How Long After Smoking Can I Breastfeed Again?

Smoking is something that many people use as stress relief, and being a mother can be extremely stressful.

Nicotine is one of the most addictive substances of all and one of the hardest to quit, so if you are a smoker and you are still breastfeeding your baby there are certain precautions you will need to take to keep your milk safe for the baby.

How Long After Smoking Can I Breastfeed Again

Smoking during pregnancy is extremely harmful to the development of the baby and should be avoided, but is the same true after you had the baby? Can the nicotine of the cigarettes affect the milk that you produce?

Breastfeeding And Smoking

Nicotine is transferred and transmitted into your breast milk if you smoke before feeding. This means that the milk you are feeding your baby will have nicotine within it and is harmful to your child.

The half-life of nicotine is approximately an hour and a half. This means that it will be in your breastmilk for at least three hours after you smoke, and may even remain for some time longer.

Additionally, smoking can lower the amount of milk that you are producing as well as reduce the level of Vitamin C within your milk that your baby needs to grow healthy.

You should wait to have a cigarette until after you have fed your baby, and then wait at least three to four hours after having a cigarette to feed your baby again.

You may have to pump and dump during this time, but doing this is better for the baby than feeding it milk that contains harmful substances like nicotine.

Health Risks Of Nicotine In Infants

Infants whose parents smoke are at a higher risk of developing a wide range of health issues. Some of these can even be life-threatening. These health problems include (but are not limited to) the following:

  • Higher risk of SIDS
  • Increased risk of respiratory allergies
  • Poor growth and development

Babies exposed to nicotine have a higher risk of respiratory and gastrointestinal illnesses that require hospital treatment. It also makes them much more irritable and colicky. In addition to the above, the baby may be at risk of:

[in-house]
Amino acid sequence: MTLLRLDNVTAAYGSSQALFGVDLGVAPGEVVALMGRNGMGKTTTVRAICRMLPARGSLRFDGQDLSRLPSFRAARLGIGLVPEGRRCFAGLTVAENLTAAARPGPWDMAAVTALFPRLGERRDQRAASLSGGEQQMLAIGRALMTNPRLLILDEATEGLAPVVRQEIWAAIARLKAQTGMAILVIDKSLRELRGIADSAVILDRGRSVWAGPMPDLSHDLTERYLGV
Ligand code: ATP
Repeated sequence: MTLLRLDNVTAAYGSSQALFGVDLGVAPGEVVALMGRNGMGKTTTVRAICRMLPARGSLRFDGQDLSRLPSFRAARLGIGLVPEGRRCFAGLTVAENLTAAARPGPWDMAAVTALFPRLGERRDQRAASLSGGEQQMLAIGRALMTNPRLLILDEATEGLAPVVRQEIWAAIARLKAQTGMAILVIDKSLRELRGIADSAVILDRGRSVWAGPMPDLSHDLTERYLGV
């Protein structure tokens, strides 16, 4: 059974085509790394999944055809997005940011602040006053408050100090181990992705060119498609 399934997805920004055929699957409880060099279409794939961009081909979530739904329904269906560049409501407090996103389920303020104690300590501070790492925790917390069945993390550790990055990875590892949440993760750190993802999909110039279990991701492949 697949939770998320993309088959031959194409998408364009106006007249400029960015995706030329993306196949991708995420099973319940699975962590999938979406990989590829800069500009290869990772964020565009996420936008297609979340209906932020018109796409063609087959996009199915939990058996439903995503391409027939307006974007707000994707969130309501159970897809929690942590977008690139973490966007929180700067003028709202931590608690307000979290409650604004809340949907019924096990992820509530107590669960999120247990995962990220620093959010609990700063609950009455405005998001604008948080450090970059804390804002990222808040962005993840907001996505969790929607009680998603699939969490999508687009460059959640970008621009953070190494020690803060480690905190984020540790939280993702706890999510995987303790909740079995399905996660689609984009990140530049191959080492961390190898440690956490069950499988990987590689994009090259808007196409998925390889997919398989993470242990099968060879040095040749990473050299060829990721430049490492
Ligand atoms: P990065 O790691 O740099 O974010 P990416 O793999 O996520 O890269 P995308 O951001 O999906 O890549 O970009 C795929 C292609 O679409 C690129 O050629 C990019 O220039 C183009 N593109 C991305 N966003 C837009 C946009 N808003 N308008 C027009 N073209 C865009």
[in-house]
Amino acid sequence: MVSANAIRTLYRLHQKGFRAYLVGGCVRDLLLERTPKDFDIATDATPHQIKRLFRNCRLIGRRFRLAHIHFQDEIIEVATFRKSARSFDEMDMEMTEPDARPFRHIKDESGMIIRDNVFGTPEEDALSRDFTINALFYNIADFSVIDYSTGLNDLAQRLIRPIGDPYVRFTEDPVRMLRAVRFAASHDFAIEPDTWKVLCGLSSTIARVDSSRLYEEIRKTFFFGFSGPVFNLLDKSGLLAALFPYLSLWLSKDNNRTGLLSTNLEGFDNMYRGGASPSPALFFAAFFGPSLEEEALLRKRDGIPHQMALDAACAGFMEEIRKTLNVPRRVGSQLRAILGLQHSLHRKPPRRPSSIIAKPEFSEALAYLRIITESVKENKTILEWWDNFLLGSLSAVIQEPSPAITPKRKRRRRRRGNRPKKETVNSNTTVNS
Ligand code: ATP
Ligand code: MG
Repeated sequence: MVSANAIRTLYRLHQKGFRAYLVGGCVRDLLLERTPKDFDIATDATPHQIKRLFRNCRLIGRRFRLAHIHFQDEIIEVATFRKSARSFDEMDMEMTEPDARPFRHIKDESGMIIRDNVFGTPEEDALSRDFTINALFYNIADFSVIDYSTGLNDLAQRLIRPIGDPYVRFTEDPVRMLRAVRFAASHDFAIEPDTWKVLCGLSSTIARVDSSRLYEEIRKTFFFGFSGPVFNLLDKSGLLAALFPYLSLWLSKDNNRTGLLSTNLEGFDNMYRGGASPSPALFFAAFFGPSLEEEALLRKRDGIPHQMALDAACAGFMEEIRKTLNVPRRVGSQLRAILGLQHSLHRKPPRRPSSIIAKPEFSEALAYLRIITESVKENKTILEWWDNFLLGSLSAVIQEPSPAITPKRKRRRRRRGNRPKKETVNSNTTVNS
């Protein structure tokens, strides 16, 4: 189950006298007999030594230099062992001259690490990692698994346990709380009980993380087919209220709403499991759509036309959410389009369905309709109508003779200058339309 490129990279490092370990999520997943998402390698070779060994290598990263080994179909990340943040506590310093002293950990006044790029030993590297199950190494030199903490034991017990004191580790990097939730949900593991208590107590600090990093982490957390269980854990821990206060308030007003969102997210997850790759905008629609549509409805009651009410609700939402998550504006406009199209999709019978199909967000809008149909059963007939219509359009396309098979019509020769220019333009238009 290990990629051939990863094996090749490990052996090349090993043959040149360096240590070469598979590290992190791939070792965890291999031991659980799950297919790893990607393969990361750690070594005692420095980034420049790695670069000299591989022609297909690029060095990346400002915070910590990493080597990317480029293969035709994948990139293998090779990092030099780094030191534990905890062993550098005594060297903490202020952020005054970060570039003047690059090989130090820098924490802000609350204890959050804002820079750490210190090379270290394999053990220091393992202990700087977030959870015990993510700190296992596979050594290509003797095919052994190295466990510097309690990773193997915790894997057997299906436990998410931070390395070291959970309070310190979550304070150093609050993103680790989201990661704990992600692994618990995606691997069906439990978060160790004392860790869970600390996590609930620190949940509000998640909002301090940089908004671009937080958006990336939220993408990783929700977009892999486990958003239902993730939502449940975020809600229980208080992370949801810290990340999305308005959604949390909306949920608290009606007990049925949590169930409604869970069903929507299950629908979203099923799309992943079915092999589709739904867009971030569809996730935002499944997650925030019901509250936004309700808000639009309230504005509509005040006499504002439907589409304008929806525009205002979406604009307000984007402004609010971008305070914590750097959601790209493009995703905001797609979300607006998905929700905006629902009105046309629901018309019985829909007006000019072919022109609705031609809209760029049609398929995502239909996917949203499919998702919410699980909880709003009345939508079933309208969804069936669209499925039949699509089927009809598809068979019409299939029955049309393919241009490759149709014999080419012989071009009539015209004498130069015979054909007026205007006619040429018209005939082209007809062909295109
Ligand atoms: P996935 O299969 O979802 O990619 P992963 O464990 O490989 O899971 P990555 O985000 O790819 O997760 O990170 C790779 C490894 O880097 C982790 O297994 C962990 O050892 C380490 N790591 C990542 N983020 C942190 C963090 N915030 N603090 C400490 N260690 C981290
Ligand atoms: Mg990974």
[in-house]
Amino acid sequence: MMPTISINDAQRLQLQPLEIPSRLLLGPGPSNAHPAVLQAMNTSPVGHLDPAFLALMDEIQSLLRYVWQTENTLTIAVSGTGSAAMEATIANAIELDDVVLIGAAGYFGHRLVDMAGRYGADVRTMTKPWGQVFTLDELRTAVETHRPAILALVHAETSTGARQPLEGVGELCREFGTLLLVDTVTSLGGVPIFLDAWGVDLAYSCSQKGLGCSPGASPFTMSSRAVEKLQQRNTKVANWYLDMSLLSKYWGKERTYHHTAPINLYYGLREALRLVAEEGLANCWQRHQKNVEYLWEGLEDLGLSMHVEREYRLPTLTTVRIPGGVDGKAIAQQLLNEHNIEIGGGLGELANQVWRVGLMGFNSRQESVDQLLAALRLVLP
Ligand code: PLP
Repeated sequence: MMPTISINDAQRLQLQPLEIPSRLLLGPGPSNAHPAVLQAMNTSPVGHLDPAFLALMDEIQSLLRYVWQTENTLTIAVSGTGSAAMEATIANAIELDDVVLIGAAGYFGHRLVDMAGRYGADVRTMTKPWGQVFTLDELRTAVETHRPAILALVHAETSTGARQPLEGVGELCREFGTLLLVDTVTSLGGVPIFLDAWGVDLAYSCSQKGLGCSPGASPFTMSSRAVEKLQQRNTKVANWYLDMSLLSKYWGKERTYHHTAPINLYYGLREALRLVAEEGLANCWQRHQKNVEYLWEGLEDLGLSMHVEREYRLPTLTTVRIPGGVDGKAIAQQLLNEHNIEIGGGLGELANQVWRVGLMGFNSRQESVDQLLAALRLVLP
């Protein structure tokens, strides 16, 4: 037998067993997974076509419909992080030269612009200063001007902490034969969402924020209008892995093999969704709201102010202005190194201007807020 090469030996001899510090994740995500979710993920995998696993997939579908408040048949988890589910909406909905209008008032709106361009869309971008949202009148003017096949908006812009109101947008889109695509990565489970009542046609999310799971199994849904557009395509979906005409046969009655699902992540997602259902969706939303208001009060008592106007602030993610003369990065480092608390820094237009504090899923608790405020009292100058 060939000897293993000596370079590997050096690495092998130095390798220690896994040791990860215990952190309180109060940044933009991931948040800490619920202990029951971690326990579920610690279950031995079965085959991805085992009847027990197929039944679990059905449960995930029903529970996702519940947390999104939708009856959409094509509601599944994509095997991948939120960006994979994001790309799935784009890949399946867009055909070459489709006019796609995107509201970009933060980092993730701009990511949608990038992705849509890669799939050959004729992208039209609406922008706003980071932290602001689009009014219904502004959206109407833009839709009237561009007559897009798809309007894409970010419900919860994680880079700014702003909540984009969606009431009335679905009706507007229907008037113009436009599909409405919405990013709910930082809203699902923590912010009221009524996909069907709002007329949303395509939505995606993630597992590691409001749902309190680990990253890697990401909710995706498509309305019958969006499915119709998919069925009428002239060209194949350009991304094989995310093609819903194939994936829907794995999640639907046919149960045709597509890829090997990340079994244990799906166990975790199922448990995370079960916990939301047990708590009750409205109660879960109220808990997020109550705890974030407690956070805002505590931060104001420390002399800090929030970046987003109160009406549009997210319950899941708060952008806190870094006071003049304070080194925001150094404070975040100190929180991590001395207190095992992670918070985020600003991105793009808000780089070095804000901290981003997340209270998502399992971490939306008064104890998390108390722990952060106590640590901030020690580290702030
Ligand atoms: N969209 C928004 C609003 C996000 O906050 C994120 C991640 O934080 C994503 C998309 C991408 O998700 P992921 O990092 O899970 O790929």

• Apnea
  • Hearing impairment
  • Squinting or lazy eye
  • Vomiting
  • Vulnerability to immunodeficiency problems, infections, and allergies

Nicotine is an incredibly toxic substance and babies who are exposed to high levels of it can cause nicotine dependence or even nicotine poison.

The following symptoms are what you should look out for if you suspect an infant has nicotine poisoning:

  • Grey skin color
  • Loose stools
  • Increased heart rate
  • Restlessness
  • Vomiting after feeds

If you stop smoking and your child is protected from any nicotine intake, those symptoms should reverse. Babies should always be protected from nicotine exposure to prevent any of the above health problems from happening.

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Smoking And The Risk Of SIDS

SIDS is short for Sudden Infant Death Syndrome. If your baby has been exposed to nicotine, whether that is through you or secondhand through another, they can be affected.

Those who smoke significantly put their infant at a greater risk of dying from SIDS. Even if you are not breastfeeding your baby, nicotine exposure still increases the chances. 

It is important to attempt to quit smoking before you begin breastfeeding, and even better when or before you are pregnant with your child.

This will help to protect your child from any of the unwanted complications that may arise from nicotine intake and/or exposure.

Quitting smoking is one of the most effective ways to lower the risk of your child dying from SIDS.

Quitting Smoking

It is a well-known fact that quitting smoking is no easy feat. It is one of the hardest substances to quit.

With this being said, millions of people across the globe have been successful in kicking the addiction to the curb, and you could be one of them.

It can be easier to quit smoking while you are actively breastfeeding. This is because there are substances within your system that will help to reduce any withdrawal symptoms.

Additionally, you may be able to find and use a replacement patch. You can wear this for some days and then remove it three to four hours before breastfeeding.

It is important to discuss this with your doctor if you think it will help you quit your nicotine addiction altogether.

The next best option (after quitting smoking) is to reduce the amount that you smoke. This will reduce the intake of nicotine that your baby gets.

You must do everything within your control and power to reduce the amount of nicotine that is getting through to your baby, to prevent any of the health complications associated with nicotine exposure.

Final Thoughts

In conclusion, the best thing to do for your baby is to quit smoking. This will reduce all the risks of the health problems above and help to ensure that your baby grows healthily and develops as it should.

If you are finding it difficult to quit smoking altogether, the second-best option for your baby is to increase the amount you are smoking. You should also be waiting for at least three to four hours before breastfeeding after having a cigarette. 

There are many support groups and online forums that may help you to quit smoking. You should also talk to your doctor to know what options are available to you when it comes to quitting the substance.

Always remember that even second hand nicotine exposure can be very harmful to your baby and any exposure to it at all can increase the risk of health problems including SIDS. 

Quitting nicotine can be very hard but it is 100% the best thing to do for your baby and your baby’s health. The healthier you are, the healthier your breastmilk will be and the healthier your baby will be.

You will be able to feed your baby all the vital nutrients it needs to grow up happy and healthy!

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